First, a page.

Royer seemingly had more momentum than Scott to play a substantial role this season for most of the spring, but Scott made a strong case that he belongs in the rotation with his strong performance in the spring game, in which he led all players with five catches and also showed well as a blocker.

Left Tackle

1. Paris Johnson Jr.
2. Zen Michalski
3. George Fitzpatrick

Left Guard

1. Donovan Jackson
2. Toby Wilson
3. Ben Christman


1. Luke Wypler
2. Jakob James
3. Carson Hinzman

Right Guard

1. Matt Jones
2. Enokk Vimahi
3. Trey Leroux

Right Tackle

1. Dawand Jones
2. Josh Fryar
3. Grant Toutant

Barring any unexpected developments, Ohio State’s starting five up front appears to be set, as the quintet of Johnson, Jackson, Wypler, Jones and Jones took just about all of the first-team reps on the offensive line this spring.

As of right now, it appears likely the top backups would be Fryar at tackle, Vimahi at guard and James at center. While Michalski and Wilson might be the top candidates to round out the two-deep right now, an injury to Johnson could potentially mean Jackson moving to left tackle and Vimahi coming in at left guard, while Matt Jones moving to center and Vimahi entering at right guard would also be an option if anything happened to Wypler.

Considering that Day lamented Ohio State’s lack of offensive line depth on multiple occasions this spring, however, backup jobs remain very much up for grabs going into preseason camp. Players like Fryar, Michalski, Christman and Leroux will look to prove they should be on the two-deep in August after they were sidelined by injuries this spring, while Hinzman, Tegra Tshabola and Avery Henry will look to make a quick impression when they arrive as true freshmen this summer.

Defensive End

1. J.T. Tuimoloau
2. Zach Harrison
3. Tyler Friday
4. Noah Potter

Defensive End/Jack

1. Jack Sawyer
2. Javontae Jean-Baptiste
3. Mitchell Melton
4. Caden Curry

Let’s start this with a preface: Larry Johnson almost always rotates multiple players at every spot on the defensive line, and with as much depth as the Buckeyes have on their defensive line this year, that will certainly be the case again. Given their seniority, the smart money might be on Harrison and Jean-Baptiste starting – especially Harrison, considering he’s both a returning starter and captain.

I’m basing this projection on who I think will play the most snaps at each position, though, and with all the buzz Tuimoloau and Sawyer have generated this spring, I’m predicting the two five-star sophomores will ultimately be the two edge players who are on the field most often when the game is on the line.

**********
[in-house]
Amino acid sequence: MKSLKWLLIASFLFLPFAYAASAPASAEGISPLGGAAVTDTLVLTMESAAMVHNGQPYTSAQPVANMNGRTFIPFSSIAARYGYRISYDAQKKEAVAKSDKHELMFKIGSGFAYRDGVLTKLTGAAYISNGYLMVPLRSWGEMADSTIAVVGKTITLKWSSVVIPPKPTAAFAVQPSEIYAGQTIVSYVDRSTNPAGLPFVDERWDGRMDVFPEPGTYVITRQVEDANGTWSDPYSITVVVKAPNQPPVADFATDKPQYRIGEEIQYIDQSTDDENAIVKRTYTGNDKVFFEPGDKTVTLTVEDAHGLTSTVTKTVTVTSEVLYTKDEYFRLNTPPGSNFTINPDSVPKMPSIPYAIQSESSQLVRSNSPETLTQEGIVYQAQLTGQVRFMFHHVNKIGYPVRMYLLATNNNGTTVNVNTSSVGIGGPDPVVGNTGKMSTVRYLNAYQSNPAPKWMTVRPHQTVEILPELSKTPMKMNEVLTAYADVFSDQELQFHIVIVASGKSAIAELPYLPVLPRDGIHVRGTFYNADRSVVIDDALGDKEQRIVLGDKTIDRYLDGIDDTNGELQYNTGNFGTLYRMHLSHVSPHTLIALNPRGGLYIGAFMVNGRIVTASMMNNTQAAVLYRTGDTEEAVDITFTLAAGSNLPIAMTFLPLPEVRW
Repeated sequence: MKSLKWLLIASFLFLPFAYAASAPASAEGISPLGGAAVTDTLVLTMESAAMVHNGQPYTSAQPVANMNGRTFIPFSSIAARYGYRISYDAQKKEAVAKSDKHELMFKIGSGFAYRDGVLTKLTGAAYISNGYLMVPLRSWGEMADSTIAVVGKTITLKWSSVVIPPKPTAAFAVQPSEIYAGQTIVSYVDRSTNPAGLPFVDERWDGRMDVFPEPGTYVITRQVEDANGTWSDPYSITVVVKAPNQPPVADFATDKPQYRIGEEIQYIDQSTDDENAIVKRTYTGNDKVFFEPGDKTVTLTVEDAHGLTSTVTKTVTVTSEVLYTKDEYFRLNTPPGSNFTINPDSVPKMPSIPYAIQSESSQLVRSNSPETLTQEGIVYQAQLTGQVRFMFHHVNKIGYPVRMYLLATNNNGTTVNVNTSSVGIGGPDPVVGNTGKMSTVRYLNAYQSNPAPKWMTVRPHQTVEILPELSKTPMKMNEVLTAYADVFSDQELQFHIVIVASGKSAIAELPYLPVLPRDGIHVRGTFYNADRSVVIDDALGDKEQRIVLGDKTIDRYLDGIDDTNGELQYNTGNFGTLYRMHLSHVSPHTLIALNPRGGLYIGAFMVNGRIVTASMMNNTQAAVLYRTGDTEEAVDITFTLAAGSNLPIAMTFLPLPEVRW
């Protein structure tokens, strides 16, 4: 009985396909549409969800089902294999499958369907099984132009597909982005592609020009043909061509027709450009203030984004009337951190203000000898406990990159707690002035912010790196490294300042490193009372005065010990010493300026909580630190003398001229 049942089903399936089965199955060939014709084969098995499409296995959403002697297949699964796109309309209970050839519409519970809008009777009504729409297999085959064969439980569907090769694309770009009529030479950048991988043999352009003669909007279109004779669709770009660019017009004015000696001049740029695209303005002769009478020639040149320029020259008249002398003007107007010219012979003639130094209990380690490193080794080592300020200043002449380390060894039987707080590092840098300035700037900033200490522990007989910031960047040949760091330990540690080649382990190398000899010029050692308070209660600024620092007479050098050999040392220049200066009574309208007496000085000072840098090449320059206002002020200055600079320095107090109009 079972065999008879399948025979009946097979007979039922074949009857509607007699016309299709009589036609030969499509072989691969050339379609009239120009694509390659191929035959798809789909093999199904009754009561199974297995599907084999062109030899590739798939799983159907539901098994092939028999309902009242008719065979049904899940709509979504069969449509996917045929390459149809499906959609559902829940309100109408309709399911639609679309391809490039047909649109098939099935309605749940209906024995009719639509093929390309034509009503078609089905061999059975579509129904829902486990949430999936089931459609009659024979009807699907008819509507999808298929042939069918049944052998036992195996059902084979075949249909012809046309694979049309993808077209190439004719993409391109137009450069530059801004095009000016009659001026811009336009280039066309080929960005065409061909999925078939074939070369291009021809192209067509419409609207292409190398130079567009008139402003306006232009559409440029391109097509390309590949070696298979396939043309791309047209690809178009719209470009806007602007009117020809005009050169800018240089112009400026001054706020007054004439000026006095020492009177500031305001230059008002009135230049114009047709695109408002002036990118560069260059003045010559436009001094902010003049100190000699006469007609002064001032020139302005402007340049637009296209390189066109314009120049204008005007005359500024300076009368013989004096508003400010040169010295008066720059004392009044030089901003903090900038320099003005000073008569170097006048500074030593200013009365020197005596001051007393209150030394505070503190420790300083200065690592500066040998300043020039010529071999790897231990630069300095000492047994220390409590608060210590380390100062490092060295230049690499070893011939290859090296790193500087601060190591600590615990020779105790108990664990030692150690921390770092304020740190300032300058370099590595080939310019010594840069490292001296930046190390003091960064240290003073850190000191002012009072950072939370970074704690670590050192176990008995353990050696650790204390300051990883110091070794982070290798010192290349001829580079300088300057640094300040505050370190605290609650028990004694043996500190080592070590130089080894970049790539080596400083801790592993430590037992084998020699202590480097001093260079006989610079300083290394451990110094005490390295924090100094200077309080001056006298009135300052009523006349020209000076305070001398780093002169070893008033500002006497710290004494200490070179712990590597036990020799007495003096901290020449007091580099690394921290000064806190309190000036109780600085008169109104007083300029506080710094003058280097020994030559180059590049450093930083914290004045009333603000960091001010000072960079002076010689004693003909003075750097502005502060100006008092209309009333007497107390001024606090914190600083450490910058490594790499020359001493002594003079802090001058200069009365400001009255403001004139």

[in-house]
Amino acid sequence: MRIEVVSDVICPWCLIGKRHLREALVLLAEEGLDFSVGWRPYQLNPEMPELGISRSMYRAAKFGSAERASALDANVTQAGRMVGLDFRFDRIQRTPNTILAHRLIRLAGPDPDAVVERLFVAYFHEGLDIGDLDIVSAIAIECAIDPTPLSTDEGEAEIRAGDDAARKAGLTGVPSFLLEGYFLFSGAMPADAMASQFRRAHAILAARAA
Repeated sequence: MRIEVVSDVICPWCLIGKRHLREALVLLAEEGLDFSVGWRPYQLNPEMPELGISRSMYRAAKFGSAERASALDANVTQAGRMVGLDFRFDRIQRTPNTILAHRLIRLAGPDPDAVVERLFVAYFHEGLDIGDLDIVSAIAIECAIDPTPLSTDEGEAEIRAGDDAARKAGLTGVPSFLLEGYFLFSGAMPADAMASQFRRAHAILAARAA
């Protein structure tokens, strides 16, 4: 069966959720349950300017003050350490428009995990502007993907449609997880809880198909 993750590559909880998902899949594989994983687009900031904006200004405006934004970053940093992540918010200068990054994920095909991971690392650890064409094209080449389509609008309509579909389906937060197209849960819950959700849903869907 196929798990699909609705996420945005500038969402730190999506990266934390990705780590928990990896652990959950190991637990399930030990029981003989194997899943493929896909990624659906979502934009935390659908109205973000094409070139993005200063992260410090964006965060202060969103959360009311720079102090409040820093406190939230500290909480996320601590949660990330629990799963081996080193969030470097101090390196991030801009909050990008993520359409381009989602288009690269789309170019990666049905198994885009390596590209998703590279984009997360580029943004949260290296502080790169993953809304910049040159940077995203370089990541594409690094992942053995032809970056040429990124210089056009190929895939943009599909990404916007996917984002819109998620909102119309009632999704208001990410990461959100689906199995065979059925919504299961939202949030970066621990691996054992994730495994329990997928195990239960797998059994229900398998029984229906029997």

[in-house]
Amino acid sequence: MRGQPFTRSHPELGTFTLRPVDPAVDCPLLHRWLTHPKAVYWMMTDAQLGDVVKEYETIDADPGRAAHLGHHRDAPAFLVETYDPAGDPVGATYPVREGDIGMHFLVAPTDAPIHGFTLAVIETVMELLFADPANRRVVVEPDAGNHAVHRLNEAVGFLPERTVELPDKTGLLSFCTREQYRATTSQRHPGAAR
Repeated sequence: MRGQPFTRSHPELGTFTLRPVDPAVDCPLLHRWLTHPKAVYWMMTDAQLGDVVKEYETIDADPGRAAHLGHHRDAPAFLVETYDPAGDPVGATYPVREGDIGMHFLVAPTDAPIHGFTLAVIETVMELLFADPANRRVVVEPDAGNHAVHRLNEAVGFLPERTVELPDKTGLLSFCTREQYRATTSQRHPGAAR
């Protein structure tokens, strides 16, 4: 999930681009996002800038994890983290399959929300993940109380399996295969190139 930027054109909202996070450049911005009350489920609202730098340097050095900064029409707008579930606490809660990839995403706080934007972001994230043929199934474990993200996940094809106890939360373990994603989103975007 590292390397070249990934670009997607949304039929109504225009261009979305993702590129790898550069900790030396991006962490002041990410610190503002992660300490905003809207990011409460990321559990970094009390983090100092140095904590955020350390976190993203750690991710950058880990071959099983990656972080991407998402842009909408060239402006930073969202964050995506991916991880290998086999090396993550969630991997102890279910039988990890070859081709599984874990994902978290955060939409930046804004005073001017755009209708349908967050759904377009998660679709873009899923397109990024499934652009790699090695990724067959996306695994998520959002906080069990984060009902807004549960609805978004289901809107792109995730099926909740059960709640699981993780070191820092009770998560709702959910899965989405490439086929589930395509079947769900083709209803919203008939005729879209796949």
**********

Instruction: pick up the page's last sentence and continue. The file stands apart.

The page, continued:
Based on what we saw in the spring game, it appears likely one defensive end will often stand up to play the hybrid linebacker role that Jim Knowles is calling “Jack,” and Sawyer and Jean-Baptiste are likely to lead the rotation at that spot. Melton also made a big push for playing time at Jack this spring, though he was injured in the spring game; if that injury impacts his availability for the season, Curry – who could also see playing time regardless – would likely be the next man up behind Sawyer and JJB.

Tuimoloau and Harrison are likely to start most of their snaps with their hand in the dirt, though that doesn’t preclude them from playing together or both starting in more traditional four-man fronts. Friday should also see some snaps in the defensive end rotation as he returns after missing all of last season with a torn ACL, while Potter made the case that he deserves playing time too with his two-sack performance in the spring game.

Defensive Tackle (3-Tech)

1. Taron Vincent
2. Tyleik Williams
3. Jaden McKenzie

Defensive Tackle (Nose)

1. Jerron Cage
2. Ty Hamilton
3. Mike Hall

Johnson will likely maintain a consistent rotation at defensive tackle, too, with two to three strong candidates for playing time at both defensive tackle spots.

Vincent and Cage are the most experienced defensive tackles and the frontrunners to start, but Williams and Hamilton are making a push for their starting jobs and could end up playing just as many snaps in the rotation. Like at defensive end, it probably won’t matter that much who the actual starters are in terms of playing time, and starts could vary from game to game.

Hall is also expected to have a role in the rotation after redshirting last year, while McKenzie looked in the spring game like a player who might finally be ready to contribute after a quiet start to his Ohio State career.

Will Linebacker

1. Steele Chambers
2. Cody Simon
3. C.J. Hicks

Mike Linebacker

1. Tommy Eichenberg
2. Teradja Mitchell
3. Gabe Powers

Sam Linebacker

1. Reid Carrico
2. Palaie Gaotoete
3. Gabe Powers

In a crowded position group where any of the nine scholarship players on the roster could realistically see playing time in the rotation this year, Chambers and Eichenberg appeared to separate themselves from the pack a bit this spring. Eichenberg drew consistent praise for his performance throughout spring practices, and Chambers was at the front of the Will linebacker rotation whenever we had the chance to watch the Buckeyes this spring.

Behind them, it’s still difficult to project what the rest of the depth chart will look like at the two primary linebacker spots. Simon should presumably be a strong candidate for a spot on the two-deep, but it’s unclear which spot he’ll play as he was recovering from shoulder surgery this spring. For now, we’ll project him as the top backup at Will alongside Mitchell, who seemed to regain momentum this spring after moving back to middle linebacker following a difficult 2021 season at Will.